The aim of the workshop was to bridge the gap between optimality principles and adaptive control to create a new generation of exoskeletons that would efficiently and unobtrusively operate on the human body. The main theme was how to leverage exoskeleton research with novel adaptive control concepts and optimization methods in order to advance it into a key technology.
http://www.spexor.eu/wp-content/uploads/2017/11/TC-logo.png783783Janhttp://www.spexor.eu/wp-content/uploads/2016/03/logo-spexor.pngJan2017-11-20 14:01:062017-11-20 14:01:18Workshop at Humanoids 2017
In recent work UHEI led efforts towards the modeling of a passive spinal exoskeleton, and simulating the interaction between the human user and the exoskeleton (Millard et al. 2017, Manns et al. 2017, Harant et al. 2017). These results build upon earlier contributions of a dynamic whole body human model which is used as a basis for the exoskeleton design. We use a combined model of a human and a parametrized exoskeleton and setup optimal control problems to identify exoskeleton spring characteristics or motor torques for lifting motions. The motions simulated are either fitted to recorded data (collaboration with S2P and VUA), or generated as the solution of a minimization function. We also compute the forces and torques transmitted between the human and the exoskeleton. These are important first measures that will help support the exoskeleton and human-exoskeleton-interface design process.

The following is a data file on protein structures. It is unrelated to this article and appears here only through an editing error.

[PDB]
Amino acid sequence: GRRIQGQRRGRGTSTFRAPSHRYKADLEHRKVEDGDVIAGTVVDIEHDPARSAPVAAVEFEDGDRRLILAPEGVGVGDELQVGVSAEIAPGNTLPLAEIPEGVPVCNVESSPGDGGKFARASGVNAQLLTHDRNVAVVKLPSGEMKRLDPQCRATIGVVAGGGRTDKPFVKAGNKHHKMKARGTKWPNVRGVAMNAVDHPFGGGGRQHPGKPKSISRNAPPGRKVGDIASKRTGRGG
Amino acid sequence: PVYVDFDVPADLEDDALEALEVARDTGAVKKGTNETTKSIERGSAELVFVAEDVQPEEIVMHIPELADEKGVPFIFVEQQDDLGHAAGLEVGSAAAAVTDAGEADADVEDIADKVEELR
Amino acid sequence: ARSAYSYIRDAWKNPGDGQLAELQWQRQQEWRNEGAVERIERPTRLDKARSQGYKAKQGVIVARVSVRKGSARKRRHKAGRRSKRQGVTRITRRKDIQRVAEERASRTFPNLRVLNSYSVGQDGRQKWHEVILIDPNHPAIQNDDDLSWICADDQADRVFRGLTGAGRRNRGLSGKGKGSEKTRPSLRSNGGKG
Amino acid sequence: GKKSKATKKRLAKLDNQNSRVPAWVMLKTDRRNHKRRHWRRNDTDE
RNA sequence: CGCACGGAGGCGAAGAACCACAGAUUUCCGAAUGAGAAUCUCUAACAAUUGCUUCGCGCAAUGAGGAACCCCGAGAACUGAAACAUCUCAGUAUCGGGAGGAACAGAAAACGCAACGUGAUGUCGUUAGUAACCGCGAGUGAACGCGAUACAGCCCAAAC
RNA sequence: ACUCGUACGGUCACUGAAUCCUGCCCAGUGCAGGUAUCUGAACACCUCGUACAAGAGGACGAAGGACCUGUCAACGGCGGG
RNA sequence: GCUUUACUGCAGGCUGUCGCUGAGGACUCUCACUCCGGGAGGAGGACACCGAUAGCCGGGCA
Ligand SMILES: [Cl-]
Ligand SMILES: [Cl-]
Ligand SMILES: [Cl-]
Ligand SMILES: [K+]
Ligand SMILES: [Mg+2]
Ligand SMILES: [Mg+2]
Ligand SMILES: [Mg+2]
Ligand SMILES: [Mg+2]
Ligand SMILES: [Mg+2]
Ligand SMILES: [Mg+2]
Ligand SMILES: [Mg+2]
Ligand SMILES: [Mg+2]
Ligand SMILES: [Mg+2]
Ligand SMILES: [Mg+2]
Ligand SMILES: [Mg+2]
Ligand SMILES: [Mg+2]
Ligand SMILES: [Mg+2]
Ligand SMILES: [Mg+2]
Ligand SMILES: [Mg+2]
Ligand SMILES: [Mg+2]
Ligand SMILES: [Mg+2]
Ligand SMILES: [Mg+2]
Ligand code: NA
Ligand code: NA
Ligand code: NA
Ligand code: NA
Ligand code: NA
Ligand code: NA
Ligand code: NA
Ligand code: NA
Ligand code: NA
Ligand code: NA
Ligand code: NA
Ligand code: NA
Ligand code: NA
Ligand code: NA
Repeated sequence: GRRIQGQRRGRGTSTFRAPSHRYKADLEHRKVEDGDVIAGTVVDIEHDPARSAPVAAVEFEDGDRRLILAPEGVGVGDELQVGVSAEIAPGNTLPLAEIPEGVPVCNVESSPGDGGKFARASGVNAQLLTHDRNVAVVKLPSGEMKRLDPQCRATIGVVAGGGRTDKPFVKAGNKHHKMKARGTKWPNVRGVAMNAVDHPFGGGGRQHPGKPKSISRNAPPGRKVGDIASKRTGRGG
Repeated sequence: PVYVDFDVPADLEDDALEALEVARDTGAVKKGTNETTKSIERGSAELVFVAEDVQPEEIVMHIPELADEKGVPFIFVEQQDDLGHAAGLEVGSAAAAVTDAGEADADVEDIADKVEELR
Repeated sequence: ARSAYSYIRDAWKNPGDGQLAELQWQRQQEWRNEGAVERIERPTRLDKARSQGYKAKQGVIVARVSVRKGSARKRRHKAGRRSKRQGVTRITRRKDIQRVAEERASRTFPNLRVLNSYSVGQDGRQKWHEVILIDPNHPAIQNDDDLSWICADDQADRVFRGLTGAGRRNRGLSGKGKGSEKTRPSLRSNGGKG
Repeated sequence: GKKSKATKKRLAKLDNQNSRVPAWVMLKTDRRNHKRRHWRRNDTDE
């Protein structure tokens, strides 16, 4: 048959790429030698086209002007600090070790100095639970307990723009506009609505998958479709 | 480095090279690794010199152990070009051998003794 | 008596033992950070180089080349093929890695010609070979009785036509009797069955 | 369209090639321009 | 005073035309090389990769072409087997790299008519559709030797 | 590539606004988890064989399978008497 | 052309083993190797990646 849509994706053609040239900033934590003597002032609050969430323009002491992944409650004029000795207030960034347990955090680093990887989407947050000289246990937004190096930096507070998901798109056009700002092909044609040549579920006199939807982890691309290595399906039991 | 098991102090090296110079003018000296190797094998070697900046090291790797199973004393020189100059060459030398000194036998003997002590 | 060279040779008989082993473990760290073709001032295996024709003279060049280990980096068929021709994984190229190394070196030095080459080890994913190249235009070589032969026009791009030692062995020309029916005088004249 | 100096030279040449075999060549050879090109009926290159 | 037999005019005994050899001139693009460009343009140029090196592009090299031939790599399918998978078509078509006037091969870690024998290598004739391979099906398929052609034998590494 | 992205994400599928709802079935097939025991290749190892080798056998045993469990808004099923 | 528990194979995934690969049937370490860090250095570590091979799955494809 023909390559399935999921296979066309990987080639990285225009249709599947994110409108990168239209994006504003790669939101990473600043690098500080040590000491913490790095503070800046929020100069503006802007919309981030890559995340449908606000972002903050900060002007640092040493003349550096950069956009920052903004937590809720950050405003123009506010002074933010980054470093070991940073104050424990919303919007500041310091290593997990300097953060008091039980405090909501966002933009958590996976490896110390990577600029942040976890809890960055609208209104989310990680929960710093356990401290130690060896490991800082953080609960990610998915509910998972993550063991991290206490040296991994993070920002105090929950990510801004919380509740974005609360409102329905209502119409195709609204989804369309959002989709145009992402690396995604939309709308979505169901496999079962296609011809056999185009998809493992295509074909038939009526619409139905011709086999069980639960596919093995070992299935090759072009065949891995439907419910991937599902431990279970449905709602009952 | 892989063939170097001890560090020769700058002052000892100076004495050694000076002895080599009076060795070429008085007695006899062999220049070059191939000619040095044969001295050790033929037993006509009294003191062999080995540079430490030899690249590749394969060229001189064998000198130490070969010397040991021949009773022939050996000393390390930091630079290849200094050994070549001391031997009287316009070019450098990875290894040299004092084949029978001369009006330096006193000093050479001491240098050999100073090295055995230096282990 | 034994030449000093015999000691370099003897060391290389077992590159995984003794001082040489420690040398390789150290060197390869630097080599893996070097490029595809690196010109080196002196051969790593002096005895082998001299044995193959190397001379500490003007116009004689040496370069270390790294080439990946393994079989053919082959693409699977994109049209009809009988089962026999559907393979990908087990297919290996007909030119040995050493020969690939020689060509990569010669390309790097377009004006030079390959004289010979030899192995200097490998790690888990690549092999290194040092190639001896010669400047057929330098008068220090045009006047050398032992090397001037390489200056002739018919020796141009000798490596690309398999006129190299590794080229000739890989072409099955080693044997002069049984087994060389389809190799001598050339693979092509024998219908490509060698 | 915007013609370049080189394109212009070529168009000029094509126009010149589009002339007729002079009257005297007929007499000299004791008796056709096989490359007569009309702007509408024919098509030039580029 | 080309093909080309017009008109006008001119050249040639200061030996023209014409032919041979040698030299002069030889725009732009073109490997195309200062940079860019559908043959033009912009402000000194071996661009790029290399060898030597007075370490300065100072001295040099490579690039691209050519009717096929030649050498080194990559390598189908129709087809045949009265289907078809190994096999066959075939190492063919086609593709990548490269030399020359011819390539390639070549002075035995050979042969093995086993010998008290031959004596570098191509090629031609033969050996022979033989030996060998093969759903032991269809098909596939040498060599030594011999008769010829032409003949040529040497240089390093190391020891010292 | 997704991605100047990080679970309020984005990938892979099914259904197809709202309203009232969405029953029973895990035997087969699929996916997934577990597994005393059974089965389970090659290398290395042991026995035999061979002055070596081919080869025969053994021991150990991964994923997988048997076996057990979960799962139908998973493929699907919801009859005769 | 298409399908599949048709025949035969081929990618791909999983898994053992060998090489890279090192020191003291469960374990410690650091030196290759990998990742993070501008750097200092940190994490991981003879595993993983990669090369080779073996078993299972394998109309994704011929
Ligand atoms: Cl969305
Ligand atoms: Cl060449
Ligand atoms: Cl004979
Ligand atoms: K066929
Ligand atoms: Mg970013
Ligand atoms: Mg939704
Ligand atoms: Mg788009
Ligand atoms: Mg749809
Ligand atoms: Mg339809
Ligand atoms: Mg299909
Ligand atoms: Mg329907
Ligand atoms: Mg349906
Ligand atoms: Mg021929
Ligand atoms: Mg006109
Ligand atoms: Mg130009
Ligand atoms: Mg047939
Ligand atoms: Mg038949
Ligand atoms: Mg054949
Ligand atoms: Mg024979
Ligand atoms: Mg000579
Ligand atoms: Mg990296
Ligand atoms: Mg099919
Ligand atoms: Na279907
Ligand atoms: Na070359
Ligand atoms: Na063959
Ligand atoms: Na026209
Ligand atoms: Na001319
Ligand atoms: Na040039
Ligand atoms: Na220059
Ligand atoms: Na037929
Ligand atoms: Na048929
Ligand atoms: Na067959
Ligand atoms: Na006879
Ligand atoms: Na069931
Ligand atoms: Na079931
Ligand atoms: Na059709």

http://www.spexor.eu/wp-content/uploads/2017/07/logo4research.png354354Janhttp://www.spexor.eu/wp-content/uploads/2016/03/logo-spexor.pngJan2017-07-13 11:09:532017-10-13 12:22:46Design optimization of passive spinal exoskeleton
This project has received funding from the European Union’s Horizon 2020 research and innovation programme under grant agreement No. 687662.